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Stop Doing These 3 Things to Shock Your Pricing Culture

Paul Sansom< Paul Sansom June 3, 2022

Services companies that are invested in improving their organization’s pricing strategies will face a unique set of challenges on the road to profitability. Pricing challenges are often technological, commercial, or analytical by nature, but it’s also important to consider the cultural roadblocks that may be holding you back from lasting improvement.

Pricing transformation is a marathon not a sprint. You have to prepare your teams and culture for an electro-shock. Any company embarking on a path of pricing transformation requires a crawl, walk, run mindset. You need to move at your own pace and select the right sequence for your unique pricing transformation journey.

Moving from cost-based services to value-based services and bolstering cost recovery is no easy task, but building a robust data infrastructure, using segmentation analysis, and rethinking your incentive structure are just a few technical and process changes you can make to get started on the right path. You can read about more best practices for improving the price of your services here.

Most pricing transformations do a solid job addressing the technical and process sides of pricing, but miss the mark when it comes to people. If you want to transform pricing in your organization, you need to assess, and likely fundamentally change, your pricing and sales culture.

Common cultural pricing issues are often masqueraded as organizational goals or policies that leaders put in place to win more work or generate more revenue. While often well-intentioned, these revenue-generating goals and policies often have the exact opposite effect, hindering sales and stagnating employee efficiency. Here are three things to stop doing today, in order to shock your pricing culture and shift the way your organization pursues, achieves, and measures success.

money icon1. Stop classifying opportunities as must-wins

Frankly, the concept of must-wins should be eradicated from service companies’ dictionaries all together. That may sound forthright, but a must-win is often an arbitrary classification bestowed on an opportunity as a reaction to a decreasing backlog or a poor forecast.

When was the last time an opportunity received a must-win distinction from leaders in your organization? Did you pull out all the stops to secure the deal? Did you lower prices, increase your risk tolerance, or take on restrictive or unattainable performance expectations?

Must-wins can create enormous and unnecessary pricing pressure, forcing your company to take on additional contractual and performance risk, and putting you in financial, or even legal danger. Must-wins must go.

gear icon2. Eliminate utilization targets

Another KPI that often sends the wrong message to your team is when you set utilization targets. Measuring the performance of your employees based on how busy, efficient, or productive they are will not only limit the quality of work and value they are driving for your organization, but it can also cause employee burnout and turnover.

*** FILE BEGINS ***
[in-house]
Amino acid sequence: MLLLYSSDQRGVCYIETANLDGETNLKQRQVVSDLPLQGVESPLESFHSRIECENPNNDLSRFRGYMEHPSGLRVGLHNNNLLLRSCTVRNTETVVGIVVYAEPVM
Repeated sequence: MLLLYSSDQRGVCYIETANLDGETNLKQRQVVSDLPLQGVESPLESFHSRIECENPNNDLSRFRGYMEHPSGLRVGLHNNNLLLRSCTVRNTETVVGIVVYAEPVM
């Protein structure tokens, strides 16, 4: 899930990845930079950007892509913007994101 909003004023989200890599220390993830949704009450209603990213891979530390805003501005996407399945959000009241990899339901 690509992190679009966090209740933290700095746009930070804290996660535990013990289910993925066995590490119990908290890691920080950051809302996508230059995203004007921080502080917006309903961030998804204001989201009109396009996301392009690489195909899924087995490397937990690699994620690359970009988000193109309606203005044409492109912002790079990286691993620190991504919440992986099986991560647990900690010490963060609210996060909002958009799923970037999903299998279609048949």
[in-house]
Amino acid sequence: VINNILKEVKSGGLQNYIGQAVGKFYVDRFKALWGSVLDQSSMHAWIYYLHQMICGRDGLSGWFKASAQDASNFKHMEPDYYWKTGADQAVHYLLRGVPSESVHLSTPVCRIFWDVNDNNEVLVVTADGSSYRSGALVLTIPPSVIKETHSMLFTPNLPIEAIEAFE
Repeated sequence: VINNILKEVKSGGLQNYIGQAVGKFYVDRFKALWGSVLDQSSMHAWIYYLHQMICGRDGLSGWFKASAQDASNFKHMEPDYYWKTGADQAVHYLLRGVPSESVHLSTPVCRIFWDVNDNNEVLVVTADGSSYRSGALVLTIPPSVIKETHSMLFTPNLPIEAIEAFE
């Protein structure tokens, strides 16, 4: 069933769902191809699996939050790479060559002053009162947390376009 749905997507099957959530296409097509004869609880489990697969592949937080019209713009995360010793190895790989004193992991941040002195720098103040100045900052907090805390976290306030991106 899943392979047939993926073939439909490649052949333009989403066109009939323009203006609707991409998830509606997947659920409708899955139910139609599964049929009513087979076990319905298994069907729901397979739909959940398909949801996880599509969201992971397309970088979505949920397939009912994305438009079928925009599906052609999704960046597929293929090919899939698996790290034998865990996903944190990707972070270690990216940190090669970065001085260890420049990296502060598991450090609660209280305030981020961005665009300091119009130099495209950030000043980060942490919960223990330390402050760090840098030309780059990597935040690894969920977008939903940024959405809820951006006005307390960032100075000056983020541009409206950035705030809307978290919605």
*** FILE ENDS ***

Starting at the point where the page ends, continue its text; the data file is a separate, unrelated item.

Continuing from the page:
A more modern solution and one that prioritizes value, is to shift from utilization targets to margin or profitability targets. This kind of target will incentivize managers to focus more on price and value and less on filling time. Enlisting margin or profitability targets can lead to massive business benefits like:

  • More creative pricing strategies
  • New service lines
  • Entrance into new markets
  • More efficient work processes
  • More value-driven approaches to service execution

Alternative goals, can be used in conjunction with margin and profitability targets to incentivize things like new logos, service expansion, customer satisfaction, and/or repeat business. These alternatives empower your employees, from the top of the organization to the bottom, by rewarding them for growing your top line.

Why wear your employees down with utilization targets, when you can empower them with margin and profitability targets and help them transform from mere order takers to strategic value drivers for your organization?

talking icon3. Stop talking about your services before you address your clients’ problems

A common thread many services organizations weave is getting hyper-focused on the service or services they provide, rather than leading with and understanding their clients’ problems. This often manifests itself in the Cheesecake Factory Menu of services – giving your clients an almost-endless list of things your company can do, without a clear understanding of their problems. Not to mention, you’re most likely missing clear value points in promoting and differentiating your services if you aren’t able to pinpoint the actual challenges you’re solving.

You have to get away from this inside-out thinking. If you do not effectively communicate it, your clients will not see the value or differentiation of your service over your competition. And remember, your competition is no longer just similar service providers. You are also competing against client inaction or do-it-myself service.

You have to accurately communicate the value of your services in a language your clients will understand. That is, you must show your clients that you understand their challenges and tell them, point-blank, how you can help them solve them. Don’t be afraid to wear your sales hat here. Are you just fixing a leaky faucet or are you preventing thousands of dollars in water damage? It’s all about fine-tuning the message for your audience.

If you want to transform pricing in your services organization, you have to take a long, hard look at your culture. Putting an end to must-wins, utilization targets, and inside-out thinking are just a few things you can change that are sure to have a lasting impact on your pricing culture.